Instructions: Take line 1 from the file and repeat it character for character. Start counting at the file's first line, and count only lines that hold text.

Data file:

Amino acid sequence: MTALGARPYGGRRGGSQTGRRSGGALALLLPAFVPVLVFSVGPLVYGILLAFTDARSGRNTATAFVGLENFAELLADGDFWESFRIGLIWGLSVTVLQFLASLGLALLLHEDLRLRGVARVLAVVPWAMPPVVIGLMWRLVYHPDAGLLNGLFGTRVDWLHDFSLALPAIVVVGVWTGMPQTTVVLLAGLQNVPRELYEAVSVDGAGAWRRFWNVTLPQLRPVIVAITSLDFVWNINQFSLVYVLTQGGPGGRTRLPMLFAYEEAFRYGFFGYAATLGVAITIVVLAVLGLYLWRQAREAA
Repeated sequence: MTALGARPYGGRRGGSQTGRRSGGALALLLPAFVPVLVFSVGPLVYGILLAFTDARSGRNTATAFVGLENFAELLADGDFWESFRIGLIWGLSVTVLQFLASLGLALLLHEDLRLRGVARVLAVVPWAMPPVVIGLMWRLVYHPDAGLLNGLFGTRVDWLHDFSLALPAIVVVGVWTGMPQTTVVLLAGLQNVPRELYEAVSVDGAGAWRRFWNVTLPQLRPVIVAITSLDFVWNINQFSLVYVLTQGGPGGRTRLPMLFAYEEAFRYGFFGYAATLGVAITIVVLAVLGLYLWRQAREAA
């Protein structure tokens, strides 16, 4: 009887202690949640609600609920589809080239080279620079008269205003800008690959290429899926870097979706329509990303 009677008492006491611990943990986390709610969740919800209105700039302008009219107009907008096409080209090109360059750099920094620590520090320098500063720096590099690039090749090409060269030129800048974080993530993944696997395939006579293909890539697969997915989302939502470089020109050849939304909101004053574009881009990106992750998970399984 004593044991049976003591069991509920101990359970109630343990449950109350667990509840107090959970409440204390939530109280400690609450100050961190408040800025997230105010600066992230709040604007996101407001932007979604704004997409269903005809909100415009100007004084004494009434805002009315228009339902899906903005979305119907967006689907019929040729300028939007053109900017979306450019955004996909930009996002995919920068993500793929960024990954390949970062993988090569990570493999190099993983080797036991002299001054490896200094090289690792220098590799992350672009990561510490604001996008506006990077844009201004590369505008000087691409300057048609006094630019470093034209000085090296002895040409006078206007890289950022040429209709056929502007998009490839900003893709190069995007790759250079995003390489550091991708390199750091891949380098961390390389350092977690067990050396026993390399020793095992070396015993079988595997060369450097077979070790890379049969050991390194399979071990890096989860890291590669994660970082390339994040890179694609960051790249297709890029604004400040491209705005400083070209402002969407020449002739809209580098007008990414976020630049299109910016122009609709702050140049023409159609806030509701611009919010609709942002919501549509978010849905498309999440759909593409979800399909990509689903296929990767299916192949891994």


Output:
Amino acid sequence: MTALGARPYGGRRGGSQTGRRSGGALALLLPAFVPVLVFSVGPLVYGILLAFTDARSGRNTATAFVGLENFAELLADGDFWESFRIGLIWGLSVTVLQFLASLGLALLLHEDLRLRGVARVLAVVPWAMPPVVIGLMWRLVYHPDAGLLNGLFGTRVDWLHDFSLALPAIVVVGVWTGMPQTTVVLLAGLQNVPRELYEAVSVDGAGAWRRFWNVTLPQLRPVIVAITSLDFVWNINQFSLVYVLTQGGPGGRTRLPMLFAYEEAFRYGFFGYAATLGVAITIVVLAVLGLYLWRQAREAA